Islip Town appoints new environmental commissioner
ISLIP TOWN—Last week, the Islip Town Board appointed a new commissioner for the Department of Environmental Control. Martin Bellew was named to head the department that oversees the town’s handling of solid waste and recycling, as well as environmental protection and animal control programs.
Bellew, 63, is filling the vacancy that was left by James Heil, who retired earlier this week after nearly three years as commissioner of the department.
Bellew, a longtime Rockaway Beach resident, will be paid $125,000 a year for his new post with Islip Town. He is currently an independent consultant, according to his resume, working with numerous engineering, solid waste and bio waste management companies.
Bellew briefly served as acting commissioner for the City of Yonkers’ Department of Parks and Recreation, where he oversaw the daily operations and long-term planning for the city’s 70 parks and playgrounds. Prior to this role, he served for seven years as deputy commissioner for the city, directing all public works operations.
He also worked for 22 years with New York City’s Department of Sanitation, including six years as director of the bureau’s waste disposal and solid waste engineering. It was here that he managed and implemented the transportation of all material from the World Trade Center cleanup to the Fresh Kills landfill on Staten Island. Bellew also managed the closure of the Fresh Kills landfill, which opened in 1948 and covers 2,200 acres in the New York City borough.
The new commissioner, who earned a Bachelor of Science in chemical engineering from the University of South Alabama, has also taken on Heil’s role as president of the Islip Town Resource Recovery Agency, which provides solid waste management services to the town. He explained that he has a professional relationship with the previous commissioner, as they have both served on the board of directors for multiple environmental organizations, including the New York Chapter of the Solid Waste Association of North America and New York State Association for Solid Waste Management.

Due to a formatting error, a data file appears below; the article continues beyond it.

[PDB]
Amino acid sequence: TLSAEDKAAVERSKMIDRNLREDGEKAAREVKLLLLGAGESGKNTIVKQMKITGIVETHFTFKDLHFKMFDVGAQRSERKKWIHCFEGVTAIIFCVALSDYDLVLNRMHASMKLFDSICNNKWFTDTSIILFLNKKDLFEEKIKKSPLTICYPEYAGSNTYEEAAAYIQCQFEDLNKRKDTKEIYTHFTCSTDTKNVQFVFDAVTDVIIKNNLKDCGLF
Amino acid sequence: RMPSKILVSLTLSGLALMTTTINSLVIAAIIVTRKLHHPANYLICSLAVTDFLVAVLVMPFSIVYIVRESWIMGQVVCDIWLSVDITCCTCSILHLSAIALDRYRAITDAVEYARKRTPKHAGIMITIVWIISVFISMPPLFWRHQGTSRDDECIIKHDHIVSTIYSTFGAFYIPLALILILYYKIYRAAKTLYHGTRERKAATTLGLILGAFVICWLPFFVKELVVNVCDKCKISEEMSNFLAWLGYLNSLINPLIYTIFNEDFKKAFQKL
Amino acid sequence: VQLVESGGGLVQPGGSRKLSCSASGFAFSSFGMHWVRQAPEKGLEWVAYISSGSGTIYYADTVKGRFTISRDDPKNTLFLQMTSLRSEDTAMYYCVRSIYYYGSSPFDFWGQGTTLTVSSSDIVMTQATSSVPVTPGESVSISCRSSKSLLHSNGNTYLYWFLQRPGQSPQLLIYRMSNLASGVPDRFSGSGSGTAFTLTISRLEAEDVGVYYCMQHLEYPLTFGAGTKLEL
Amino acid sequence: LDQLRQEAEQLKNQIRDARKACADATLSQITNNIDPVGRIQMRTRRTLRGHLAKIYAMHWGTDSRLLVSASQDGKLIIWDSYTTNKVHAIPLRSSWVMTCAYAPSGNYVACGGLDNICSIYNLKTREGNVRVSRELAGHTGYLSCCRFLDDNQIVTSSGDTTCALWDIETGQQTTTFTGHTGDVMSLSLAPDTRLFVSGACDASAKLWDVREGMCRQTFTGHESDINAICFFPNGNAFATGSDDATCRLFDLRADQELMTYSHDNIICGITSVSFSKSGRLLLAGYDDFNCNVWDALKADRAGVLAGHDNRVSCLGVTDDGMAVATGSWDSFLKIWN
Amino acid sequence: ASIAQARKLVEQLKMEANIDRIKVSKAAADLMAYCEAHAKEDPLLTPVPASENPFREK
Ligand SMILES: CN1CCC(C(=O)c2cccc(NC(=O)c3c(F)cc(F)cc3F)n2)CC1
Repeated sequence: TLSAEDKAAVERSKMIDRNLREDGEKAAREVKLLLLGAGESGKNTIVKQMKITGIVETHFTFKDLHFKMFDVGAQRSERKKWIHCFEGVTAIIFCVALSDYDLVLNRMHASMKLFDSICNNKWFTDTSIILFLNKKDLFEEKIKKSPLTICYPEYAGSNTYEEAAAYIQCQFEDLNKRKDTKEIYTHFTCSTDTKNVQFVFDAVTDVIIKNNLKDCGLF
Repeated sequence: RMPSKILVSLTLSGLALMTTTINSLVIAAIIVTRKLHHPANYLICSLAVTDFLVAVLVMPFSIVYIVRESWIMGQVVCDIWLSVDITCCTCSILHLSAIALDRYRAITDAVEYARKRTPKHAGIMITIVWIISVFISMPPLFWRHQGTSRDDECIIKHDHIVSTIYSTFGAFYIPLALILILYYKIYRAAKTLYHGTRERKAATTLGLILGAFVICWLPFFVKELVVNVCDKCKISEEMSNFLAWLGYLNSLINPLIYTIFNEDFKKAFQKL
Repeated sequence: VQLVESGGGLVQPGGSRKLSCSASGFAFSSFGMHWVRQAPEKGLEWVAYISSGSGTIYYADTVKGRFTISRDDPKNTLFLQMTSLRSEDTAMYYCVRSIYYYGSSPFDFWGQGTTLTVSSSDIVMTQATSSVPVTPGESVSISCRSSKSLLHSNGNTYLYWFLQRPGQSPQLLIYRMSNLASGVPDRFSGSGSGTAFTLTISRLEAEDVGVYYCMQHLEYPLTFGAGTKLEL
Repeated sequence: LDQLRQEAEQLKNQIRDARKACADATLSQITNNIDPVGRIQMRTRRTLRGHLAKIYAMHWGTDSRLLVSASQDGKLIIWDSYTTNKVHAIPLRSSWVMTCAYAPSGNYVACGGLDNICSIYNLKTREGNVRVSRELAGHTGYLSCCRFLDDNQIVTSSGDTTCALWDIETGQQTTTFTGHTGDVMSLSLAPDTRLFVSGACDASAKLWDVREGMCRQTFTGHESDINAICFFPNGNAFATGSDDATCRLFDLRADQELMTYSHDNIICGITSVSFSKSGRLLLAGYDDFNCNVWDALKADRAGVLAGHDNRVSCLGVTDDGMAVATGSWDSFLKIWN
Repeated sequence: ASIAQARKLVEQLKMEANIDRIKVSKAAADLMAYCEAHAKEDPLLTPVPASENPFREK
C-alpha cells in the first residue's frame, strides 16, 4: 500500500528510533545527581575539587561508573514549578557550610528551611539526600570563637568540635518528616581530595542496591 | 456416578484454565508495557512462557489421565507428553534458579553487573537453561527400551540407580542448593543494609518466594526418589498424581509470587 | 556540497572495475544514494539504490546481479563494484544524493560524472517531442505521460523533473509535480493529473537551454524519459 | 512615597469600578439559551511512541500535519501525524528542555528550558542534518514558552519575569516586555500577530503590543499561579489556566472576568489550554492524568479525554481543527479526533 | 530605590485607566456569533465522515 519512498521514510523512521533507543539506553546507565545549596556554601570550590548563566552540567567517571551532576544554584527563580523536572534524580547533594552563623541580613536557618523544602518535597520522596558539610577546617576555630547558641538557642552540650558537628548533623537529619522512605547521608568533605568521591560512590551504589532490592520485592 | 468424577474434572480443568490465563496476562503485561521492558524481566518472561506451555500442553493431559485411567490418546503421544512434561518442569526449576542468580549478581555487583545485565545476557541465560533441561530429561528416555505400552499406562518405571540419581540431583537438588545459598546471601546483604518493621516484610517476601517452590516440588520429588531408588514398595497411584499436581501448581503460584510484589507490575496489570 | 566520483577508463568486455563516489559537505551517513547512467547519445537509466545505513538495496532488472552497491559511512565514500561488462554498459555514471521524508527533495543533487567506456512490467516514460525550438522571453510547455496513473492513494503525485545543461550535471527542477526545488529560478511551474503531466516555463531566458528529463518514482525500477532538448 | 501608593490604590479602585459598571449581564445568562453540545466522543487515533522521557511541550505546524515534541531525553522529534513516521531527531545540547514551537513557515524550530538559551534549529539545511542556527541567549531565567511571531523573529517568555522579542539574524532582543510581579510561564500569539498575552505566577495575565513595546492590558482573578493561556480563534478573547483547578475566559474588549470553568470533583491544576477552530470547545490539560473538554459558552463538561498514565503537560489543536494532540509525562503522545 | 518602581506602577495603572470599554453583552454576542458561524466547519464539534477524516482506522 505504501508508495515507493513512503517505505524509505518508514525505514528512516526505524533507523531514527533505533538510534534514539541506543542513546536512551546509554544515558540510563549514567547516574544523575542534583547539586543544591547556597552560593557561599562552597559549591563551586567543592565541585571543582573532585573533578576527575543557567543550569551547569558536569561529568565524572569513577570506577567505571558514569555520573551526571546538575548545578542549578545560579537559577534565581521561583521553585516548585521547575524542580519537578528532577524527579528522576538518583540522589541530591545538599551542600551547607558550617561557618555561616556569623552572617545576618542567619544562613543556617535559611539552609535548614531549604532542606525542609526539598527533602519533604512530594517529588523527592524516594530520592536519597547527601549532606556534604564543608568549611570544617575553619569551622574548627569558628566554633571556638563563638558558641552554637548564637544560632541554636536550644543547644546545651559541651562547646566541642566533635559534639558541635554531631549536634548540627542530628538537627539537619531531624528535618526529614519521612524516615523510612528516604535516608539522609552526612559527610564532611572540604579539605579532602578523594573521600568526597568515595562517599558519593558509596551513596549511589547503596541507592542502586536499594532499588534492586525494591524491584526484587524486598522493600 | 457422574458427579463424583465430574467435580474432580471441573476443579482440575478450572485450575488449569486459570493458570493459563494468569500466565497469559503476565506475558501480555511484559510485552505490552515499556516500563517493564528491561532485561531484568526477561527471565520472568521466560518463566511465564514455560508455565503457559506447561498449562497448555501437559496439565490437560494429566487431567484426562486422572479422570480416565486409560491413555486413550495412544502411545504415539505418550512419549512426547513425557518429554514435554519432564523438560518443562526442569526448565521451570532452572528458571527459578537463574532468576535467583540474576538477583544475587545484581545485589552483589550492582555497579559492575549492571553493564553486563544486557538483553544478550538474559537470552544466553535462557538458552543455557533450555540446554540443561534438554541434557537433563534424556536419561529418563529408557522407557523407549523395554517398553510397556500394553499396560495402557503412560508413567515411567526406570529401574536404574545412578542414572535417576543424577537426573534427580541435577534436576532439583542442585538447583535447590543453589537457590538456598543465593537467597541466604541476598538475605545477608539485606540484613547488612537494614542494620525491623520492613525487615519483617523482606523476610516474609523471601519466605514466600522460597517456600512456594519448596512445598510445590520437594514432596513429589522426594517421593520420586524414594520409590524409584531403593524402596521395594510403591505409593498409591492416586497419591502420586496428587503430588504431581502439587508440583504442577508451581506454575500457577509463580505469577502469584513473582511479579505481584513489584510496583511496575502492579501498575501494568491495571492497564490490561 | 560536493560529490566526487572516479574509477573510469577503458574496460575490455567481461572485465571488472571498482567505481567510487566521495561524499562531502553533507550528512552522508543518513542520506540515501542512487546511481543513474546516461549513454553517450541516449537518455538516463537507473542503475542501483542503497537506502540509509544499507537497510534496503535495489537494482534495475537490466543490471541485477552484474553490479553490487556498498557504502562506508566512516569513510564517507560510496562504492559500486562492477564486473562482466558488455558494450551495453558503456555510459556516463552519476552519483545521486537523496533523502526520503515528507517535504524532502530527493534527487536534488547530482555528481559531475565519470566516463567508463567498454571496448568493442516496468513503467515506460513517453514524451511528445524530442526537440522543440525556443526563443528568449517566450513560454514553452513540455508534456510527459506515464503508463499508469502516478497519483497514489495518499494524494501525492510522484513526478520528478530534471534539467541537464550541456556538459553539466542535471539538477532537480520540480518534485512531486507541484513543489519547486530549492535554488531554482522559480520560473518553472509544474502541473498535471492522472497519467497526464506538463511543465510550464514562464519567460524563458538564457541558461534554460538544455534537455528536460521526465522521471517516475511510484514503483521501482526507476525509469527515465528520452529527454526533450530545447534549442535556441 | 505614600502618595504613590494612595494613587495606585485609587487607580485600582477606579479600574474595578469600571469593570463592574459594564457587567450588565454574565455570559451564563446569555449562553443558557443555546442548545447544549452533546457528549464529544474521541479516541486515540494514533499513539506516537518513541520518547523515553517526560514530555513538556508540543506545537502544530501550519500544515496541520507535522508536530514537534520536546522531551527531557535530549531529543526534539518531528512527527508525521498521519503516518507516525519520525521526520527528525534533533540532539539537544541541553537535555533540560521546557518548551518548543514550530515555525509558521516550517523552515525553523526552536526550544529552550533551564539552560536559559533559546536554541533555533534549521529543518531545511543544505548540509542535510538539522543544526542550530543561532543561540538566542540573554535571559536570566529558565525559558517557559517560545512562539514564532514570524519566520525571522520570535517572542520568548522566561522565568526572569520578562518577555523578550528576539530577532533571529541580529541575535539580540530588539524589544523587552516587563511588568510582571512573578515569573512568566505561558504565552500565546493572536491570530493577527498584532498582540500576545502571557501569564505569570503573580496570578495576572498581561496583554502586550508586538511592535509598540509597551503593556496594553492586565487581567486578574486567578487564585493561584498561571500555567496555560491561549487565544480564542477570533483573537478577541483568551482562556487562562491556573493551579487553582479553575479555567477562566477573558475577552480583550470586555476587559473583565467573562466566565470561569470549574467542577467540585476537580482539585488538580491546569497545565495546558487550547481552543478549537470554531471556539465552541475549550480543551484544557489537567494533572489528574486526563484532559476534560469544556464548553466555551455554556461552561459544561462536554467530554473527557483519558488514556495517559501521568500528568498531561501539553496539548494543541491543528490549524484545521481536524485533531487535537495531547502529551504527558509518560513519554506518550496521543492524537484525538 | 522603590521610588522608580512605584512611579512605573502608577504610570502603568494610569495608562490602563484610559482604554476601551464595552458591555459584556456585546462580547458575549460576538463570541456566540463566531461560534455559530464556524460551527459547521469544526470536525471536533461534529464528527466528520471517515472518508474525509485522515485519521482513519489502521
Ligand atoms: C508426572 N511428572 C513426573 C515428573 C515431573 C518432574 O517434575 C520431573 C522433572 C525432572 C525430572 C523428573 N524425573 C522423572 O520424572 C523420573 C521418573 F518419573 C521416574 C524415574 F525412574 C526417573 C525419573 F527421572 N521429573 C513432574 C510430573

As for Heil, the Islip Town Board thanked him for his service during last week’s board meeting. Councilman John Cochrane added that Heil always “took the residents of Islip to heart.”
The former commissioner oversaw plans for the new Islip Animal Shelter in Central Islip and improvements at the recycling facility in Holbrook, as well as the installation of solar panels at capped landfills in Hauppauge and Holbrook.
Heil previously retired in 1995 as commissioner of waste management for Brookhaven Town. He has reportedly stated that he will not collect another state pension for his most recent retirement.
Bellew is currently settling into his new position. When asked about the arguably long commute from Queens, he said the trip isn’t too bad considering previous employment.
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